Termites’ wood-heavy diet offers little nitrogen, a critical nutrient for growth and reproduction. But their exoskeletons are nitrogen rich, and new research shows that eating shed exoskeletons after molting is a core strategy for recycling nitrogen throughout the termite colony and boosting the queen’s egg-laying.
Termite baits can wipe out a colony in about 90 days, but the colony's eggs are gone by day 30. Why? A new study investigates and fills in a missing piece of the puzzle in understanding how termite colonies collapse when exposed to a chitin synthesis inhibitor.
Subterranean termite colonies can be as large as 1 million individuals with a foraging territory and underground galleries stretching up to 100 meters long. How does an entomologist study something that large? Here's a behind-the-scenes look at how researchers at the University of Florida have raised entire termite colonies from scratch and devised experimental setups that mimic large foraging and nesting areas while still fitting inside a lab.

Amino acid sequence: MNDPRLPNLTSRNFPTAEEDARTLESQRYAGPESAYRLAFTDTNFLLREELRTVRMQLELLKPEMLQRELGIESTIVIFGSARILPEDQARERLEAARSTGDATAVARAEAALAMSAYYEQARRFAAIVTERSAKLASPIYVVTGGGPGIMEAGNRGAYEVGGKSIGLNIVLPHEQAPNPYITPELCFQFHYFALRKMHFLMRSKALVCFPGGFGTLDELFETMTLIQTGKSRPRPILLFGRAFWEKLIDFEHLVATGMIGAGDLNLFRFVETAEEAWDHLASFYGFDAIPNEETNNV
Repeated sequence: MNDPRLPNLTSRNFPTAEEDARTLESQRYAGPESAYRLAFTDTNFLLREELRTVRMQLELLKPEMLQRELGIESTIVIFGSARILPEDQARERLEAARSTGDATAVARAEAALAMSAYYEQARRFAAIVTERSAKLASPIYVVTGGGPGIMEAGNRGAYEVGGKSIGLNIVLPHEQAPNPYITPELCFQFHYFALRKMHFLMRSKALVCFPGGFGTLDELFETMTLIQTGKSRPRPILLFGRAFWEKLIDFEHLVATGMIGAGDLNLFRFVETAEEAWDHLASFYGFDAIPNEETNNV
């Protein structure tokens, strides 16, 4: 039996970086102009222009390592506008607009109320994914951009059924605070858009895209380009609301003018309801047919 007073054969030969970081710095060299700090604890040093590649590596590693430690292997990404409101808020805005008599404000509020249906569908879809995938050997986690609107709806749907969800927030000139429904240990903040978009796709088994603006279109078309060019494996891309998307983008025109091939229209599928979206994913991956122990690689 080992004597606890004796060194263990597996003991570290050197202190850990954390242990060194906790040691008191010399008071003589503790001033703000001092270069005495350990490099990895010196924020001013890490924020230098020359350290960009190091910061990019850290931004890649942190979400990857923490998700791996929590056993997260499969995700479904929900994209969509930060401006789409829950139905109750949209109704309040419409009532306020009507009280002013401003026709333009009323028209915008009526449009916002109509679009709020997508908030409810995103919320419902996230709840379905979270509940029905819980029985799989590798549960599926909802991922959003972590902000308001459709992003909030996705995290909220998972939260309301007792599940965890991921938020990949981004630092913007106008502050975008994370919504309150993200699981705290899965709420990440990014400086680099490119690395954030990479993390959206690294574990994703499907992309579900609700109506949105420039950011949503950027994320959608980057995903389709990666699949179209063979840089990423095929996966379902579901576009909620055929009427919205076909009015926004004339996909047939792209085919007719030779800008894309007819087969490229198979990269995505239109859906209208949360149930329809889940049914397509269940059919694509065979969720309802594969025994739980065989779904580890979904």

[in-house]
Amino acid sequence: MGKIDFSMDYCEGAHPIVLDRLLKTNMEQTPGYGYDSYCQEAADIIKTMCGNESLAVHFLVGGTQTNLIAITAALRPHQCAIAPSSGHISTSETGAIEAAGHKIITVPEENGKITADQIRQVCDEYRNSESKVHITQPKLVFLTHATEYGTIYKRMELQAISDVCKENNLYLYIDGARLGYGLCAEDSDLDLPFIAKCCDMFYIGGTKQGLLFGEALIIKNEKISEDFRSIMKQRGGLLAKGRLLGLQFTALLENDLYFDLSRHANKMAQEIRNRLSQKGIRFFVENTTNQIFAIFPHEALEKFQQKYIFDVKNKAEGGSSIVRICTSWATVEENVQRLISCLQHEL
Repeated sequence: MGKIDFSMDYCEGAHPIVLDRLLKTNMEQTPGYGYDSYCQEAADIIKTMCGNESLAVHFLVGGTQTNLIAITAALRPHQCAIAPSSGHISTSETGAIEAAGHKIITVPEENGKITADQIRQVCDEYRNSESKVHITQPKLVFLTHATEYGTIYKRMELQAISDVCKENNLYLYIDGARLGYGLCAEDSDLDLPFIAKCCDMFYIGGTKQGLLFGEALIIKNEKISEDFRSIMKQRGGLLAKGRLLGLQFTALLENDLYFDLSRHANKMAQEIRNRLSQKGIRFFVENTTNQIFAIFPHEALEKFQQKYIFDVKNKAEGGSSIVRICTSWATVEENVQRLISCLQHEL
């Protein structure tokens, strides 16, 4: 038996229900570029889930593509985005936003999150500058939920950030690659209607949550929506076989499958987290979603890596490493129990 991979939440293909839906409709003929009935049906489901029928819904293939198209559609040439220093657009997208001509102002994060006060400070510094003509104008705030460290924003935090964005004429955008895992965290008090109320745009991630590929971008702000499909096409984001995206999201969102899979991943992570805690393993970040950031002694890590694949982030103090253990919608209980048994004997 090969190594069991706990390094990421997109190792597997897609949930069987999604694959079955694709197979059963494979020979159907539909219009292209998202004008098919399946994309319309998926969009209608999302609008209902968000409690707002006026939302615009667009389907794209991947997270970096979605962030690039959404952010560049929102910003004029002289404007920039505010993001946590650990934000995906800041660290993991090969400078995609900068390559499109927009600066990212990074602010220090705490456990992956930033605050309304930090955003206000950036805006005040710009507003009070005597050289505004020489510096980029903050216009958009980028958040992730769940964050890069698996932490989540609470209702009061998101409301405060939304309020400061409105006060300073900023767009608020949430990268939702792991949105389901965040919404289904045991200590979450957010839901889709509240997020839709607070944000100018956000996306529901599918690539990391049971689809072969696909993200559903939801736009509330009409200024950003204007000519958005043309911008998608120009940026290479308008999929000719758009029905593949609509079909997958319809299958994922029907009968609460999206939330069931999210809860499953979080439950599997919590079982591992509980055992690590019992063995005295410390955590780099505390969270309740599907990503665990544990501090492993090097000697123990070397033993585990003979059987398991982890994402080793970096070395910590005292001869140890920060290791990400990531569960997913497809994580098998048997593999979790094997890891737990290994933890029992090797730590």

A visual analogy created by termite researcher Thomas Chouvenc, Ph.D., illustrates the damage termites can wreak upon a house. Given a small, two-dimensional wooden replica of a house (30x20 cm, 2 mm thick), a colony of 2,000 Formosan subterranean termites took only three weeks to consume it.
A new study in the Journal of Economic Entomology shows exposure to an insecticide bait known as a chitin synthesis inhibitor for as little as one day may be sufficient to eliminate a colony of Asian subterranean termites